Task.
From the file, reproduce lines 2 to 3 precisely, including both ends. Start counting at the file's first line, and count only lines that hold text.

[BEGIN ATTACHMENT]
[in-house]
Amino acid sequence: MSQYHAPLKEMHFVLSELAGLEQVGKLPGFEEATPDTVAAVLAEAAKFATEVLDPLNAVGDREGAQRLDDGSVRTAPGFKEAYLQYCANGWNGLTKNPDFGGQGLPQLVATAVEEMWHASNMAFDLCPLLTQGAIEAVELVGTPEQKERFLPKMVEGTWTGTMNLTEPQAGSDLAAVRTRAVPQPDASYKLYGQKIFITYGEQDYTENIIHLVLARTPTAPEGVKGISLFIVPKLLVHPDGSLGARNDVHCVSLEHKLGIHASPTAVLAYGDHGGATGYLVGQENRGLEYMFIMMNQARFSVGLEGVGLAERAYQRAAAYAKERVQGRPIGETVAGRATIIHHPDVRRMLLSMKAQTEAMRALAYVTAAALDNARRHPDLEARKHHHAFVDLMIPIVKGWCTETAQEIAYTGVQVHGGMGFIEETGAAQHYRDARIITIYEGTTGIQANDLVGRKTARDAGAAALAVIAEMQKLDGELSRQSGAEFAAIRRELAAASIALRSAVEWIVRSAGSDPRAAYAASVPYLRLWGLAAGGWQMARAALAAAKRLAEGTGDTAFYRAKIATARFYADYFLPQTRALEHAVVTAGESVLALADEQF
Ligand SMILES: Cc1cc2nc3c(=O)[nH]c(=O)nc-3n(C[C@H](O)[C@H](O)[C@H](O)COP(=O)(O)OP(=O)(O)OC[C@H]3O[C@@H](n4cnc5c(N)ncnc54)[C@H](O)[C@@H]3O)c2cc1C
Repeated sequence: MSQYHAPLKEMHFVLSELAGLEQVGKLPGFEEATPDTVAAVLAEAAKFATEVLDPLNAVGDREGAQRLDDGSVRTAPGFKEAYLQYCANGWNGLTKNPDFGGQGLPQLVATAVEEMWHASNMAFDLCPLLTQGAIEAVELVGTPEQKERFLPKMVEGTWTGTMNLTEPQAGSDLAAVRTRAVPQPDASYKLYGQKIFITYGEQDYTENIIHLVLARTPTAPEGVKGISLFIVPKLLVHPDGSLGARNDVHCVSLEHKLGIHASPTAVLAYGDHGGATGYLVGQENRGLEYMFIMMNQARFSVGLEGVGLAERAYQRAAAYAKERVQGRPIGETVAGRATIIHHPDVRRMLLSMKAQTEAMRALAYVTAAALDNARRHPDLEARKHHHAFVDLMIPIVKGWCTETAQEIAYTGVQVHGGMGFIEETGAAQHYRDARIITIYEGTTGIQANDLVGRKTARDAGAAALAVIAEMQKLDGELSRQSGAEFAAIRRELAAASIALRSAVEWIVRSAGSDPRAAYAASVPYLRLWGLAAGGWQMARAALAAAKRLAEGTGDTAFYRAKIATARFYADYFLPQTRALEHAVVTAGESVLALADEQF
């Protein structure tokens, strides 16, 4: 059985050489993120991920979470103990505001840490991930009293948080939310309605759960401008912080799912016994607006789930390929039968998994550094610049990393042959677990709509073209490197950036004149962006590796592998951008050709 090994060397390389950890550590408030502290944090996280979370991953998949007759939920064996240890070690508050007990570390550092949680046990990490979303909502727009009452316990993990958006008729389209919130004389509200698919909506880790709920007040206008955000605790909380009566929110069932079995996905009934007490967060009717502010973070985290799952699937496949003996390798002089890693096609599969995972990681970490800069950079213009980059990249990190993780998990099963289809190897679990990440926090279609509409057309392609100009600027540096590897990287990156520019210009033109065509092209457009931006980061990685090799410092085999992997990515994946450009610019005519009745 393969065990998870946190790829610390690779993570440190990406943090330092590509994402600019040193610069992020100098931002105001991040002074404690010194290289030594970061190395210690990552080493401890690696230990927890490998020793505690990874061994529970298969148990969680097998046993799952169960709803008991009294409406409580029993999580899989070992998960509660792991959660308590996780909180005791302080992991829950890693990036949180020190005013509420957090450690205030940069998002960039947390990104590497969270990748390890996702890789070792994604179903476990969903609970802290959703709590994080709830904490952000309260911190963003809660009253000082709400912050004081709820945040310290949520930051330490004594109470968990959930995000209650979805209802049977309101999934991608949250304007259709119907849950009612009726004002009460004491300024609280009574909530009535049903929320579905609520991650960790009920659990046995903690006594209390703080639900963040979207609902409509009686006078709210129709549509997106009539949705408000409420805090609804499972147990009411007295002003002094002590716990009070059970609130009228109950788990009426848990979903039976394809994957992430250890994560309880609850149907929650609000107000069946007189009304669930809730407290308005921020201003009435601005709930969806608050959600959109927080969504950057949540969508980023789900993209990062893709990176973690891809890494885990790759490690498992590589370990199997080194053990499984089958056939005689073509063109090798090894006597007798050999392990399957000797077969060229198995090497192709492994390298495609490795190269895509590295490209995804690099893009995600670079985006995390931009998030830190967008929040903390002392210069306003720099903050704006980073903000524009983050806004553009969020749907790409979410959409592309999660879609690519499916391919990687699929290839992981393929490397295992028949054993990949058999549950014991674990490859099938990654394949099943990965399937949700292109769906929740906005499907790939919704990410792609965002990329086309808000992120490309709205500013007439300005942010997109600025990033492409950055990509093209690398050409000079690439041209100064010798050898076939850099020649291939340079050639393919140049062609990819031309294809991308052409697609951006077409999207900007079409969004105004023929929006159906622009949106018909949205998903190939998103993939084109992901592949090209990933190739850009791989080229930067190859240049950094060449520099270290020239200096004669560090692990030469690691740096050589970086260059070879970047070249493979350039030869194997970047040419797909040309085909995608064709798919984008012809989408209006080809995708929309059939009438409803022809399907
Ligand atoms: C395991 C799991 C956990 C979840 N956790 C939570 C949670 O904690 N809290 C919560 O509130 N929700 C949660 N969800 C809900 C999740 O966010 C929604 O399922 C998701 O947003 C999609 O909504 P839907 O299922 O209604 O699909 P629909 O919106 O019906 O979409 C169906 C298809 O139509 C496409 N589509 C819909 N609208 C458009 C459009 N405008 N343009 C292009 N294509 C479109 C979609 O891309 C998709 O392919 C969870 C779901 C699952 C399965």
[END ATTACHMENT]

Amino acid sequence: MSQYHAPLKEMHFVLSELAGLEQVGKLPGFEEATPDTVAAVLAEAAKFATEVLDPLNAVGDREGAQRLDDGSVRTAPGFKEAYLQYCANGWNGLTKNPDFGGQGLPQLVATAVEEMWHASNMAFDLCPLLTQGAIEAVELVGTPEQKERFLPKMVEGTWTGTMNLTEPQAGSDLAAVRTRAVPQPDASYKLYGQKIFITYGEQDYTENIIHLVLARTPTAPEGVKGISLFIVPKLLVHPDGSLGARNDVHCVSLEHKLGIHASPTAVLAYGDHGGATGYLVGQENRGLEYMFIMMNQARFSVGLEGVGLAERAYQRAAAYAKERVQGRPIGETVAGRATIIHHPDVRRMLLSMKAQTEAMRALAYVTAAALDNARRHPDLEARKHHHAFVDLMIPIVKGWCTETAQEIAYTGVQVHGGMGFIEETGAAQHYRDARIITIYEGTTGIQANDLVGRKTARDAGAAALAVIAEMQKLDGELSRQSGAEFAAIRRELAAASIALRSAVEWIVRSAGSDPRAAYAASVPYLRLWGLAAGGWQMARAALAAAKRLAEGTGDTAFYRAKIATARFYADYFLPQTRALEHAVVTAGESVLALADEQF
Ligand SMILES: Cc1cc2nc3c(=O)[nH]c(=O)nc-3n(C[C@H](O)[C@H](O)[C@H](O)COP(=O)(O)OP(=O)(O)OC[C@H]3O[C@@H](n4cnc5c(N)ncnc54)[C@H](O)[C@@H]3O)c2cc1C